The German components distribution sector again achieved disproportionate growth, this time in the fourth quarter of 2021. Driven by the ongoing shortage of components, sales rose by 48.6 percent to 939 million euros. The extent to which the shortage is increasing the pressure on the industry can be seen in the growth of new orders booked. A 103% rise to €1.55 billion from October to December 2021 brings the total order book for 2021 to a staggering €5.7 billion. The book-to-bill ratio in Q4 remained at a record level of 1.65, and for semiconductors it was as high as 1.8. Full-year 2021 sales were almost 20% above 2020 level at €3.41 billion.
In terms of products, the rather “subdued” upturn in semiconductors was balanced out again in the 4th quarter; semis grew by almost 52% to 628 million Euros and thus again accounted for almost 67% of the total market volume. There was disproportionate growth in orders received, to a new record of 1.13 billion Euros. In Q4, passives increased by 49% to 115 million Euros (just under 13% of the total components market), electromechanics by 38% to 121 million (just under 14% of the market), power supplies by roughly 42% to 35 million Euros (4%), the remainder of components, assemblies and systems also totaled 4% of the market.
FBDi CEO Georg Steinberger: “As already predicted, 2021 ended with a plus of around 20% in sales, but an increase of 100% in orders. Such an increase is not only unique in the almost 20-year history of the FBDi – it is also frightening, because such an order backlog or whatever you want to call it, seems completely unrealistic, because neither was there a comparable downturn in 2020, nor is the German industry preparing to double its business this year. We assume that customers’ demand planning extends far into the future and that a hedge has been put in place against future shortages that hopefully will not vanish into thin air at the first sign of easing.”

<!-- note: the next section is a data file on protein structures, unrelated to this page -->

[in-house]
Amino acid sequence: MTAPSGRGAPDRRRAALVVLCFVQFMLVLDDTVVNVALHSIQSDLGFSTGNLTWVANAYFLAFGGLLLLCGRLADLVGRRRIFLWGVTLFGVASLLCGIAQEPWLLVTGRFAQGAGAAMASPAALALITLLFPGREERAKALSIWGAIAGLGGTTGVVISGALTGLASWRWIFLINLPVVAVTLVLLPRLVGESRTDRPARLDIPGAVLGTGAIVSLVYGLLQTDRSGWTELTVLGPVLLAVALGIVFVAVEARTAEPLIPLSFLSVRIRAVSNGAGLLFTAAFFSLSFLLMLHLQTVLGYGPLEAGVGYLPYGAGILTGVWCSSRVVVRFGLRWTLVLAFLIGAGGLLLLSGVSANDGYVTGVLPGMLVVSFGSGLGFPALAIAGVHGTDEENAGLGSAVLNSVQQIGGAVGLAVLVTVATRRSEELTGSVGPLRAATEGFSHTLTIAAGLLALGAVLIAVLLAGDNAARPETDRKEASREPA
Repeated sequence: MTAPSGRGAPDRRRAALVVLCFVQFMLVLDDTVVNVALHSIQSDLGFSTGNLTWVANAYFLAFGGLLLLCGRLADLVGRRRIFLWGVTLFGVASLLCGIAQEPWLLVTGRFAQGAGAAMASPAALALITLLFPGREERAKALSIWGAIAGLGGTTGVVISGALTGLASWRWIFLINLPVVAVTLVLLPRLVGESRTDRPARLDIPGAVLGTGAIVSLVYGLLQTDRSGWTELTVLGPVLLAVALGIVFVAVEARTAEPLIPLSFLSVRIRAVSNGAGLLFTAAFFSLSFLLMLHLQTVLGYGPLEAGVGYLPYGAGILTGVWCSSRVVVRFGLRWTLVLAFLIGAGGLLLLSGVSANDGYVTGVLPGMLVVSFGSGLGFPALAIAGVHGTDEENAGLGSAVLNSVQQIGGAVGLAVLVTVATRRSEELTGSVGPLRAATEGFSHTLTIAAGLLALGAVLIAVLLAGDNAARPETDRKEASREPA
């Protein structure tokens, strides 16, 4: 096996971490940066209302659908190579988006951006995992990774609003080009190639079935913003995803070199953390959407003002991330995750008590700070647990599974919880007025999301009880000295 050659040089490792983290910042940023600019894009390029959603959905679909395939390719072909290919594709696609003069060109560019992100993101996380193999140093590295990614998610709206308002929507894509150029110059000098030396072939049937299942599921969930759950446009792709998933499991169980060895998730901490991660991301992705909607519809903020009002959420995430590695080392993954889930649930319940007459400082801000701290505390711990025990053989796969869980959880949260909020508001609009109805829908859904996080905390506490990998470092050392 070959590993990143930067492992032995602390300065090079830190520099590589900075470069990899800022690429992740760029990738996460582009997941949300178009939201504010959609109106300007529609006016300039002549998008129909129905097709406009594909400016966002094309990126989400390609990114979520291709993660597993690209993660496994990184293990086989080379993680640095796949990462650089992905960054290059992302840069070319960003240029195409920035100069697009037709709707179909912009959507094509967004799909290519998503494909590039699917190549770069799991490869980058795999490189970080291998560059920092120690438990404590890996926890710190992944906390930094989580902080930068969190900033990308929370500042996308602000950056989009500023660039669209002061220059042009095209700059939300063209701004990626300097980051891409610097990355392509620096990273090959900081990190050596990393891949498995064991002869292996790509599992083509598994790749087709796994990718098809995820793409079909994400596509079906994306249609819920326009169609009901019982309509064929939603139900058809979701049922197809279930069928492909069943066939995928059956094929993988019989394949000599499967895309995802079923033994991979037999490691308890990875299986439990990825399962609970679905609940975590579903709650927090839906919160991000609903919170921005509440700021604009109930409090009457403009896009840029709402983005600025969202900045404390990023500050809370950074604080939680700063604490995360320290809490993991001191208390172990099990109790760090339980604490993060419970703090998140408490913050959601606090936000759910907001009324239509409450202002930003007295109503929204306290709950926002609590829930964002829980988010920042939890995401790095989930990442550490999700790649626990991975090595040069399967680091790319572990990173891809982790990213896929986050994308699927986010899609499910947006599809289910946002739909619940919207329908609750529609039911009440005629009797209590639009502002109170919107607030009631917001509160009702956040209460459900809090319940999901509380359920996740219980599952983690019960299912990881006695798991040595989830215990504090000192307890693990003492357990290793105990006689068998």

In the longer term, Steinberger sees considerable growth opportunities: “For some years now, we have been talking about a large number of applications that have the potential to become mass markets, but are slow to arrive there (IoT, 5G, etc.). The growth backlog in many European countries for the sustainable renewal of infrastructures and the realization of an environmentally friendly future gives hope for our industry; the trillion-sensor society needs a lot of microelectronics. But this also requires other ingredients, namely innovations on the research and business side that are more radical than before and that continue to see Europe or Germany as exporters of innovation and not as its mere consumers. Given the lead that China in particular has gained in some areas, we see considerable catching up to do on our side here.”